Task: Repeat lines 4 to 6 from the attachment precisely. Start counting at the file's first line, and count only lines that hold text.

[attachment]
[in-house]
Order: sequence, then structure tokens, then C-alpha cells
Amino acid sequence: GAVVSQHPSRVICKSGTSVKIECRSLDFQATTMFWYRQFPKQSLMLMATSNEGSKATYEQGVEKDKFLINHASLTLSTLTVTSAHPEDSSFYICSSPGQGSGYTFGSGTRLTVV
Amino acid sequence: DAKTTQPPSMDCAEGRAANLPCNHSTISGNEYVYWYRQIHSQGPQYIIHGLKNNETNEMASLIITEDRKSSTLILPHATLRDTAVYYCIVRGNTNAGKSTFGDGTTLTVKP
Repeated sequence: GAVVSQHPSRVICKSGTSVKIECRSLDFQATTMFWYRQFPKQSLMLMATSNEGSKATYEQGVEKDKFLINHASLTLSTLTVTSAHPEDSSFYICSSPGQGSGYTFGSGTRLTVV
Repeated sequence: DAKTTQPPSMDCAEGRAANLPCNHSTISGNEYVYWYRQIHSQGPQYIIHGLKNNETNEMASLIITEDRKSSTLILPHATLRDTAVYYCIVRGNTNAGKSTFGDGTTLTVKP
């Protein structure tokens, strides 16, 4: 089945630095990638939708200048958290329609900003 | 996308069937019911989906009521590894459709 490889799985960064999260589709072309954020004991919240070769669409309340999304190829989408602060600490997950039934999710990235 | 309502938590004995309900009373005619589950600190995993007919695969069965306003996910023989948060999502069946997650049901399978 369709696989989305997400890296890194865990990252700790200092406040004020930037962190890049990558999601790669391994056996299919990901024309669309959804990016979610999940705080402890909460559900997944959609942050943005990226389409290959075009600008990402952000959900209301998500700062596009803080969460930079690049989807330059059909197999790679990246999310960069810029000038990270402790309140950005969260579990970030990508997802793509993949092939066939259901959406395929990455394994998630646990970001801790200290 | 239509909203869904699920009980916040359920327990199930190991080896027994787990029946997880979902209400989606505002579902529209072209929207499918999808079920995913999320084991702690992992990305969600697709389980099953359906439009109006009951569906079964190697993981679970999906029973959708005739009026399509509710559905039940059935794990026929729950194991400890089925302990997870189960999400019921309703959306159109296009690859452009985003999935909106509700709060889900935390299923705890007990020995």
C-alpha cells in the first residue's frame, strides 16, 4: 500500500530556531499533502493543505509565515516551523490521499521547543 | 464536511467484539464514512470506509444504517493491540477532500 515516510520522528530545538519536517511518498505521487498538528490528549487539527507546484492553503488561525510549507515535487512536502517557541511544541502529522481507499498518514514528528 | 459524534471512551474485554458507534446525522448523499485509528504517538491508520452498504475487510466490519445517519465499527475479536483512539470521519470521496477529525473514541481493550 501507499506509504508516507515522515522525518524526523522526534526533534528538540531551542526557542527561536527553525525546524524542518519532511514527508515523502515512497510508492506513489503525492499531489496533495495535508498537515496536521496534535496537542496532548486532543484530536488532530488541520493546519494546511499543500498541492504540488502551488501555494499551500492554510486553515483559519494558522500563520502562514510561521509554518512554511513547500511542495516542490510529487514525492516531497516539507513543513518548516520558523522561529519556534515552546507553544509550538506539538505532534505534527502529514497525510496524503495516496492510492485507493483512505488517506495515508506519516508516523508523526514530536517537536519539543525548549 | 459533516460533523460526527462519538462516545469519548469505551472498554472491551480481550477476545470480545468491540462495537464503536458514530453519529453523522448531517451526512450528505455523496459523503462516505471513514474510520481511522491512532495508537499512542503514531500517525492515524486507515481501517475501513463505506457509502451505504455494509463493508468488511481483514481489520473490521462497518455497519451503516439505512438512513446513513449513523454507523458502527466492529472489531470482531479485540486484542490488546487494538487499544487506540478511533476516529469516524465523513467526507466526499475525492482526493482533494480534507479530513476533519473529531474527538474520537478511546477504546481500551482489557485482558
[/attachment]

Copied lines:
Amino acid sequence: DAKTTQPPSMDCAEGRAANLPCNHSTISGNEYVYWYRQIHSQGPQYIIHGLKNNETNEMASLIITEDRKSSTLILPHATLRDTAVYYCIVRGNTNAGKSTFGDGTTLTVKP
Repeated sequence: GAVVSQHPSRVICKSGTSVKIECRSLDFQATTMFWYRQFPKQSLMLMATSNEGSKATYEQGVEKDKFLINHASLTLSTLTVTSAHPEDSSFYICSSPGQGSGYTFGSGTRLTVV
Repeated sequence: DAKTTQPPSMDCAEGRAANLPCNHSTISGNEYVYWYRQIHSQGPQYIIHGLKNNETNEMASLIITEDRKSSTLILPHATLRDTAVYYCIVRGNTNAGKSTFGDGTTLTVKP